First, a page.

21. Homemade Ghanaian dolls
Prof. Katherine Gough
I first met Vida in 1998 when in Accra, Ghana, as part of my research focus on the socio-economic geography of cities in the global South. Like many low-income households, Vida’s home is not only where she lives but also her place of work.
Whilst most women work as seamstresses, hairdressers, operate small provision stalls, or sell local food, Vida stood out as being especially entrepreneurial making dolls for tourists.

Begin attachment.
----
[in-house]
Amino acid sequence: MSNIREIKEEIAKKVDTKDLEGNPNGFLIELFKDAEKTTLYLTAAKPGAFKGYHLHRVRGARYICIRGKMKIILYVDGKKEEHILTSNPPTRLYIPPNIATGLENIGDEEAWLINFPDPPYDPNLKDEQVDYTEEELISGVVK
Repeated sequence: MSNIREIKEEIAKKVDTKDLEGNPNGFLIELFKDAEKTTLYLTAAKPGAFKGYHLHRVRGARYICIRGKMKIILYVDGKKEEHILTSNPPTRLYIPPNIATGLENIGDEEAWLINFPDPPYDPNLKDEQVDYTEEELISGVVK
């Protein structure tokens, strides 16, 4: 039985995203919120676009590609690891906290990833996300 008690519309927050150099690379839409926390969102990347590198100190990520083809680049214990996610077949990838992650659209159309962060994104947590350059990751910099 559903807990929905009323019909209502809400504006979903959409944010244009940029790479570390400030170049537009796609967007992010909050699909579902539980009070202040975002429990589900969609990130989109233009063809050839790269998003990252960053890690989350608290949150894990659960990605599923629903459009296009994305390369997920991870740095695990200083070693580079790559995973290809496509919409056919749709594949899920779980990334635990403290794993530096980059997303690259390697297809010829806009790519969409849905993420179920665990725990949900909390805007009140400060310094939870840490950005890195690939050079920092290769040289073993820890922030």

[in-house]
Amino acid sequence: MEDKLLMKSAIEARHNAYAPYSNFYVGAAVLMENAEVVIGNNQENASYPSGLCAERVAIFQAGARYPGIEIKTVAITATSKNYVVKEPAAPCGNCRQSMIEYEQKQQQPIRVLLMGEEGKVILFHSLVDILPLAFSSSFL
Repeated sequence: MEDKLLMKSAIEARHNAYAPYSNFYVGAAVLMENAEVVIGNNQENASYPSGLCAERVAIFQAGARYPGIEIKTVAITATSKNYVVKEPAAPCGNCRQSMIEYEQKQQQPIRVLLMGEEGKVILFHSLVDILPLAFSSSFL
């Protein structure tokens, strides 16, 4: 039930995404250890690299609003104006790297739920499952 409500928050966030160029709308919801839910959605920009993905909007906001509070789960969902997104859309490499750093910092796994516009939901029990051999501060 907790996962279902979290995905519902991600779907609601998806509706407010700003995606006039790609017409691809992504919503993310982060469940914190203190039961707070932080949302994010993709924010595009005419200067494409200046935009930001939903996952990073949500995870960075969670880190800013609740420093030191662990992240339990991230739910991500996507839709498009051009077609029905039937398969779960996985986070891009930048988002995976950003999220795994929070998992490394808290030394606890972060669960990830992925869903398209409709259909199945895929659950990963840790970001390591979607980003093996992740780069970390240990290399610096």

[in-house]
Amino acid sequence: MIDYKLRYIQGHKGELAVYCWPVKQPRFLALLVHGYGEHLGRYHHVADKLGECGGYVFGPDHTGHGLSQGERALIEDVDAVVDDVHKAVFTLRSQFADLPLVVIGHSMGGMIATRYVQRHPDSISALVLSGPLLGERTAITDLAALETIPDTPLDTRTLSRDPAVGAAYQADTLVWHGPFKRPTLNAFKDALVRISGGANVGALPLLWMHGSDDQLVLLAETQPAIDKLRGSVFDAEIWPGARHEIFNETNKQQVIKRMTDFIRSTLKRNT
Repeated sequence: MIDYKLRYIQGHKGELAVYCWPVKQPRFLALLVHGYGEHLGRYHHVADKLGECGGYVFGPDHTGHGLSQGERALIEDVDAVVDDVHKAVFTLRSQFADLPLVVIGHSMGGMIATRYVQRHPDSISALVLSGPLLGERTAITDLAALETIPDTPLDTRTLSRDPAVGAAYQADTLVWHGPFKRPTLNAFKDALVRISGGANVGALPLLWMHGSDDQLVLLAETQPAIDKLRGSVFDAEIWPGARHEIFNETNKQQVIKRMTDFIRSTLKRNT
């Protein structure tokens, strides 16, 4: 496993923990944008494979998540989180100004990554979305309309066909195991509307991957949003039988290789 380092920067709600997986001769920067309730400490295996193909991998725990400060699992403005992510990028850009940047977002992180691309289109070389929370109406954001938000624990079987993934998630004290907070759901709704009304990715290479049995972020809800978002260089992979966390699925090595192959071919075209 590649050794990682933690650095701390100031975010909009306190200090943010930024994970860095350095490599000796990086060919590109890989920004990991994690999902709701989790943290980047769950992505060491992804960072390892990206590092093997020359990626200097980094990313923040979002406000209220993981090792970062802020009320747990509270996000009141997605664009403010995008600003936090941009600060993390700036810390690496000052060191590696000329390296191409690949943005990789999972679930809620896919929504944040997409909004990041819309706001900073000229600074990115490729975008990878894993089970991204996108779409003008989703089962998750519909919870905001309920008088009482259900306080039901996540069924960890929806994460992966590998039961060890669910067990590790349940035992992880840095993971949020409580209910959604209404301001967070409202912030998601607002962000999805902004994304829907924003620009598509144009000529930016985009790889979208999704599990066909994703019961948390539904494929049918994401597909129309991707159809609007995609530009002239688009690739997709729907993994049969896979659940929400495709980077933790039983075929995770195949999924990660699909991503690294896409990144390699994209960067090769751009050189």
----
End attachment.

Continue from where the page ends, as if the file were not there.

Beautifully crafted, entirely by herself using scrap materials, Vida creates dolls that represent women engaged in everyday activities. She sells the dolls to middlemen resulting in low profits. Nevertheless, she has used the proceeds to educate her four children and consolidate her home. By following home-based enterprise operators, like Vida, over many years, my research has revealed how they can make an important contribution to social and economic development.